Millions of Drivers Don’t Know When Their Next MOT is Due
- on February 12, 2021
- Categories: News
Do you recall during the pandemic there was good news from the Department of Transport in early 2020? They announced there would be a 6-month extension on MOT tests as the COVID-19 pandemic began to worsen and it became apparent that it would not be safe for millions of people to be taking cars in for tests.
What Did the Original Announcement Say?
Back in March 2020, Transport Secretary, Grant Shapps, announced that any drivers whose MOT was due in the period after March 30 would be entitled to a six-month extension on that expiry date. The scheme was then terminated from 1 August of the same year, which means February is crunch time.
In February, 2021, as that extension period is coming to an end, we now have an entirely new problem on our hands. Multiple outlets are reporting that there are as many as nine million drivers in the UK who currently have no idea when exactly their next MOT will be. This could lead toa number of problems, which we outlie below.
28 Percent of All Drivers Could be Non-Roadworthy
A survey of around 1,300 drivers carried out by Total UK revealed the astonishing numbers of some 9 million drivers --- that’s about 28 percent of all drivers in the country --- do not know when they need to get their MOT done. The survey data showed that it is drivers over the age of 55 who are more affected, with apparently 1 in 3 admitting to not knowing when their current MOT certificate expires.
With all the confusion surrounding the proper timing for driving tests, the inevitable result is that more than a quarter of UK drivers may be operating their cars without a proper MOT certificate, and therefore driving a car that isn’t roadworthy. Put another way, it’s potentially putting millions of drivers, passengers, cyclists and pedestrians at risk.
Risks of Fines and Other Legal Reprisals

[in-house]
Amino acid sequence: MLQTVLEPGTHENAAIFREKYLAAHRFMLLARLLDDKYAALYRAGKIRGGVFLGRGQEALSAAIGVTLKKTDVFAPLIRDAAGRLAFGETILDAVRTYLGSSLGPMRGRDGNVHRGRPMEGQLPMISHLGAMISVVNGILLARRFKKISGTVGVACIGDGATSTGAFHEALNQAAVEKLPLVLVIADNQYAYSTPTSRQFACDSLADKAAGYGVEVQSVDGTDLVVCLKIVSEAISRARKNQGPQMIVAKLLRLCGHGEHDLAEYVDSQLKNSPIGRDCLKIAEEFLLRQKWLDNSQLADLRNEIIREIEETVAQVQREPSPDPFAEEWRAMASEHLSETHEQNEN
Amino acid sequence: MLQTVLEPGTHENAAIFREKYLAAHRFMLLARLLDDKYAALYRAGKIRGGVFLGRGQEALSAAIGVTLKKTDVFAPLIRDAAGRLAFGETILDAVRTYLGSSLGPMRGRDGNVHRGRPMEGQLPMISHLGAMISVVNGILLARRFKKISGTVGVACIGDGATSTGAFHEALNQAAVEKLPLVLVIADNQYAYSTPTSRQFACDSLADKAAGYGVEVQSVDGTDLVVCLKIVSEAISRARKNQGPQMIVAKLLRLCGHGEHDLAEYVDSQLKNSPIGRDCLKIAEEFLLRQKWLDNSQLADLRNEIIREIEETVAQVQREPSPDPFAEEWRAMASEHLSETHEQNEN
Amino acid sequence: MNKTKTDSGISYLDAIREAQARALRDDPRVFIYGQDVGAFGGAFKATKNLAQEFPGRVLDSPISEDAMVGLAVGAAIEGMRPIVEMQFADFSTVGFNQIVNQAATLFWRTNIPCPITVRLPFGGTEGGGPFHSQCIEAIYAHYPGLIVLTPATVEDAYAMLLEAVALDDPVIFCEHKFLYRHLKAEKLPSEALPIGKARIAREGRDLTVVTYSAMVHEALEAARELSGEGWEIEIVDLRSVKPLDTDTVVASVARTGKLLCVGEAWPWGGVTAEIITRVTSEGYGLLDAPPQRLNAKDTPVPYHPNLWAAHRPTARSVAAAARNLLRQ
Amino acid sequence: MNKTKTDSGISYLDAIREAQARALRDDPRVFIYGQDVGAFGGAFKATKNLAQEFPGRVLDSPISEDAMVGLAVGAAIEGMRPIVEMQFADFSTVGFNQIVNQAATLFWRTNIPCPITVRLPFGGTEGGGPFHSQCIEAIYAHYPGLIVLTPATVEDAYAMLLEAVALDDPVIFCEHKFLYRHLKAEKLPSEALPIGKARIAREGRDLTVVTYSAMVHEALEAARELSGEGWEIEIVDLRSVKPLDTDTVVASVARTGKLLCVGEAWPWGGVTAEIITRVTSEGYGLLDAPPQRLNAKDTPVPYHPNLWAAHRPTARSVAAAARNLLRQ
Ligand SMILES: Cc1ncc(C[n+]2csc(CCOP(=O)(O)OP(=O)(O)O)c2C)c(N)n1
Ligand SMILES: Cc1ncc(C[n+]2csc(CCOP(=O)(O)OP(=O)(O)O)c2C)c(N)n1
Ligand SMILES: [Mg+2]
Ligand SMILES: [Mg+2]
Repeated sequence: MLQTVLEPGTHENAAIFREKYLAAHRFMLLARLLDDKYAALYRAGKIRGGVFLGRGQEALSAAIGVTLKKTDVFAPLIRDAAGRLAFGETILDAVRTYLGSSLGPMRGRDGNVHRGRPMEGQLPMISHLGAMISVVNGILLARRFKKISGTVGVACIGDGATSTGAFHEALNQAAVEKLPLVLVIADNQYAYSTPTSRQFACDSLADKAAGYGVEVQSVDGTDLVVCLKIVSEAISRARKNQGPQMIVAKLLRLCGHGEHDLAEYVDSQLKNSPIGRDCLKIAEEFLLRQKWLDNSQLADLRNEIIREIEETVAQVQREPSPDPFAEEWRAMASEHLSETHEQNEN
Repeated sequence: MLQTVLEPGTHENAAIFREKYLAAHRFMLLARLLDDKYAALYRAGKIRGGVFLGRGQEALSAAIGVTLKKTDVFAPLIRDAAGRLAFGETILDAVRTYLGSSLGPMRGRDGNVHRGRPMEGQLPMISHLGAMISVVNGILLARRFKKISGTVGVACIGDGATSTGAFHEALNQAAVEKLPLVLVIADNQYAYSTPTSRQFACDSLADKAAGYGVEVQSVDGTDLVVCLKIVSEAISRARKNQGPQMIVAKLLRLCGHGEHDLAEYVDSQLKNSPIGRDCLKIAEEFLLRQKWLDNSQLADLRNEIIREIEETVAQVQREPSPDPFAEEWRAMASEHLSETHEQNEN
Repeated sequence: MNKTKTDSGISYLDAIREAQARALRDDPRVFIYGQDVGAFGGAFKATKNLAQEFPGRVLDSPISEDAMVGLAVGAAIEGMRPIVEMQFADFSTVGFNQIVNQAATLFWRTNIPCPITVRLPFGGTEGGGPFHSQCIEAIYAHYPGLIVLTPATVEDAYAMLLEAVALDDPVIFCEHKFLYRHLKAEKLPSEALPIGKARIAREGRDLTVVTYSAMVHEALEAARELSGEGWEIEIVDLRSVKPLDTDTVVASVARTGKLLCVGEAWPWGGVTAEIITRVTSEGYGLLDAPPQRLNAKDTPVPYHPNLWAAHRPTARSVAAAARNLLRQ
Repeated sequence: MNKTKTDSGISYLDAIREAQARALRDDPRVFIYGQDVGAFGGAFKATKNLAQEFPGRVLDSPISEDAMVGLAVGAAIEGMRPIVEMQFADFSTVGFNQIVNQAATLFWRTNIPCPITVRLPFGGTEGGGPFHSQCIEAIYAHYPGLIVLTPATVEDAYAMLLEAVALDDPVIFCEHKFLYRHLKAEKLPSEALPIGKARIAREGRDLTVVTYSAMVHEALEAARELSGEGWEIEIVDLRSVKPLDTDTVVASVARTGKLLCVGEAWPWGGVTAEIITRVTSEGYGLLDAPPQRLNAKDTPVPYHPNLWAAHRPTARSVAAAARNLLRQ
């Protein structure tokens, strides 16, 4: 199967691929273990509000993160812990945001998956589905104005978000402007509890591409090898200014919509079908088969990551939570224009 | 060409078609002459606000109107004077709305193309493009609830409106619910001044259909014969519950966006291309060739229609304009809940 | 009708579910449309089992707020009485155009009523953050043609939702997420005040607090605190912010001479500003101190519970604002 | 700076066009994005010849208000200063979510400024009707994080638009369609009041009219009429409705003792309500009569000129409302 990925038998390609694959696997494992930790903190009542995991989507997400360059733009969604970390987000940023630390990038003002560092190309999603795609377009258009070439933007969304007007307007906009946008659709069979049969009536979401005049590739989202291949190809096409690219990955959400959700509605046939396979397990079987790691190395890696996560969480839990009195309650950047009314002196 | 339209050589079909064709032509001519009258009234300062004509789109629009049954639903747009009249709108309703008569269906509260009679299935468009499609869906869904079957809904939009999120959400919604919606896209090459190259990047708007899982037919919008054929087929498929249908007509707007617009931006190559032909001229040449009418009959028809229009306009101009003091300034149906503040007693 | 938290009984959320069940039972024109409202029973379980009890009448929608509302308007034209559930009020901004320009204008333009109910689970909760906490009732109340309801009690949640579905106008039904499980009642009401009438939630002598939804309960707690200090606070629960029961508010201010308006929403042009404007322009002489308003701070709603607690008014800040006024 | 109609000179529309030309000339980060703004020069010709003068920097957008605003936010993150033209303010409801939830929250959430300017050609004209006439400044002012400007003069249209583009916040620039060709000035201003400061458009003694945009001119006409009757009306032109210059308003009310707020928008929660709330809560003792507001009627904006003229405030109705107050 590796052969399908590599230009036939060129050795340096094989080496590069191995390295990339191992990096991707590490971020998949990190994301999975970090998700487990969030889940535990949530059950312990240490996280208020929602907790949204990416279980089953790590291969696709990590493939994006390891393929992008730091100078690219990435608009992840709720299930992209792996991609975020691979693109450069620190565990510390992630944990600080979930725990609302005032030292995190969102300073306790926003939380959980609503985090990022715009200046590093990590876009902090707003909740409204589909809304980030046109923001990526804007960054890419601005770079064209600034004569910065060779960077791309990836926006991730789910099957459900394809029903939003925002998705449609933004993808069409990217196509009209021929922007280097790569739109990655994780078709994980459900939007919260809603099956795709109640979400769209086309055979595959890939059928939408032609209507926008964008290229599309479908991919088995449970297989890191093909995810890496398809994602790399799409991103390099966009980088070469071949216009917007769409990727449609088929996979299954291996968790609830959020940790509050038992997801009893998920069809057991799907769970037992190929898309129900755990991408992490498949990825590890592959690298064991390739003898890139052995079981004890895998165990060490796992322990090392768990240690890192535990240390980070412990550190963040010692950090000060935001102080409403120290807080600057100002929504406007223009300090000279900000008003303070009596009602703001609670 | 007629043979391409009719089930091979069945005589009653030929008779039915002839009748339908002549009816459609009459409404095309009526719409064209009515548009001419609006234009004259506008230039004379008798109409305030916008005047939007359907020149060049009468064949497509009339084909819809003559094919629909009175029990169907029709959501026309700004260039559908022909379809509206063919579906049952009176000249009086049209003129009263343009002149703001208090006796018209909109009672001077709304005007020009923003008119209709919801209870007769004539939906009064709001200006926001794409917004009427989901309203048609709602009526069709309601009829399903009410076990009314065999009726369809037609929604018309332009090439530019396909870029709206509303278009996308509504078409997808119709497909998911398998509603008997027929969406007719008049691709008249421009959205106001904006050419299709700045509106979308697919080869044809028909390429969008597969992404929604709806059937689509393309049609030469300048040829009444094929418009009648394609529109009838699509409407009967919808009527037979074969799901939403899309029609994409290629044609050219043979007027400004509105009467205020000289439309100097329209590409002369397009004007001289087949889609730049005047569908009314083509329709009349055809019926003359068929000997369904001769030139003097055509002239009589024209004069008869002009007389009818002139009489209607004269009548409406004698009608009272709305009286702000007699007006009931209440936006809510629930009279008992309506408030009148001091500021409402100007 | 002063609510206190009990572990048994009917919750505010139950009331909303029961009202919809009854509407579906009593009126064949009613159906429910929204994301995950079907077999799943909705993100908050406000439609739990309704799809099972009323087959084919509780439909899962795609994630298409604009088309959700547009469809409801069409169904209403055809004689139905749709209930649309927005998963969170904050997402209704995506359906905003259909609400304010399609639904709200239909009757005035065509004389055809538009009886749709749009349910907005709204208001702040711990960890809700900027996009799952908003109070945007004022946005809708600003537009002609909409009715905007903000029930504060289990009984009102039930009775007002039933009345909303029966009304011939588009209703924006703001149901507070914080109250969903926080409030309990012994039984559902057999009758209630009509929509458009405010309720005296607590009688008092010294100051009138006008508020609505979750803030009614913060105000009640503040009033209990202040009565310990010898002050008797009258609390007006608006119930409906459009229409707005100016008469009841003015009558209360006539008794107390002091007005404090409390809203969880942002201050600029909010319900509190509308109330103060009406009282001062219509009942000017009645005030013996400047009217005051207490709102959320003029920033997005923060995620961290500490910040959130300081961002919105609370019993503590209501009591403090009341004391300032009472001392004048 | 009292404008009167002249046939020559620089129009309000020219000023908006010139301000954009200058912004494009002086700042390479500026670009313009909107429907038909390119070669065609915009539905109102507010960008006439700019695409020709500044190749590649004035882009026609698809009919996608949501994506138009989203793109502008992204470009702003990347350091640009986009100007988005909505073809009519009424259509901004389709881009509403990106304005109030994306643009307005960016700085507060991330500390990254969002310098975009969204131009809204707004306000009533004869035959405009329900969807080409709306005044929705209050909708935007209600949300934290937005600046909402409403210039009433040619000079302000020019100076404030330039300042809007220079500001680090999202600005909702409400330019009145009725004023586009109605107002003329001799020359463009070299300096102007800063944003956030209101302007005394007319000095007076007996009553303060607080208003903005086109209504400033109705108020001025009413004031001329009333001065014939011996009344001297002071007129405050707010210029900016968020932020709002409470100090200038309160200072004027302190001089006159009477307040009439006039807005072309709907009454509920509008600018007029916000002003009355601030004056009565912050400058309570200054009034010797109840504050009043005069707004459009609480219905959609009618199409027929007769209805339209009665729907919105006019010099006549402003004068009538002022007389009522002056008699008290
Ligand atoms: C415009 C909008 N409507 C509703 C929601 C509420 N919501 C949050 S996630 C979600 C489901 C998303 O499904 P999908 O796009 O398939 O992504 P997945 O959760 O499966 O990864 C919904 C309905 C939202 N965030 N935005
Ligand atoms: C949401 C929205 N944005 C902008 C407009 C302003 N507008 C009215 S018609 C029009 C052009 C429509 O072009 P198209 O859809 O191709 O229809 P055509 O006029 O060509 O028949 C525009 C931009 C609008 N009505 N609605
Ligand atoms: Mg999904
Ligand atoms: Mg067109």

Further to the physical danger that not having a proper MOT test brings to public roads across the country, drivers face additional punitive measures. If they are found driving without an MOT, contrary to the popular belief that the punishment is just 3 points on their licence, drivers could actually face hefty fines of up to £1,000 and their cars being impounded.
Unsure of the Reality
At the heart of the matter, apparently, is not only that people haven’t been keeping track of when their MOT should be in accordance with the granted six-month extension, but also that they are unaware of the consequences of not getting their MOT. This seems to go hand in hand with other automotive realities that drivers are not facing up to. For example, in the same data from Total UK, it was discovered that an amazing 39 percent of drivers --- more than one in three --- believe that if their car is sitting on the drive or in their garage unused, then they don’t need insurance. A further 17 percent of people believed that insurance was only necessary for when you’re actually driving the car.
Put these misunderstandings with those of the potential punishments set out for drivers who fail to get their MOT done in time, and it seems that the UK is facing a crisis of ignorance among its driving population.